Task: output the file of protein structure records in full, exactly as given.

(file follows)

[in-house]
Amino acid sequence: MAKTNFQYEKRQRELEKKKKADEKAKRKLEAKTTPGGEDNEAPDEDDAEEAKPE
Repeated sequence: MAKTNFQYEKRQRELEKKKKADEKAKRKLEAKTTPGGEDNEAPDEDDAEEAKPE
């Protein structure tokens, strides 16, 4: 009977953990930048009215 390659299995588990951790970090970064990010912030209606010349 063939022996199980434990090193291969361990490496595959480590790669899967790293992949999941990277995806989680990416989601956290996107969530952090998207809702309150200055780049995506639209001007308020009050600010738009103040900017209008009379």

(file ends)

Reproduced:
[in-house]
Amino acid sequence: MAKTNFQYEKRQRELEKKKKADEKAKRKLEAKTTPGGEDNEAPDEDDAEEAKPE
Repeated sequence: MAKTNFQYEKRQRELEKKKKADEKAKRKLEAKTTPGGEDNEAPDEDDAEEAKPE
């Protein structure tokens, strides 16, 4: 009977953990930048009215 390659299995588990951790970090970064990010912030209606010349 063939022996199980434990090193291969361990490496595959480590790669899967790293992949999941990277995806989680990416989601956290996107969530952090998207809702309150200055780049995506639209001007308020009050600010738009103040900017209008009379």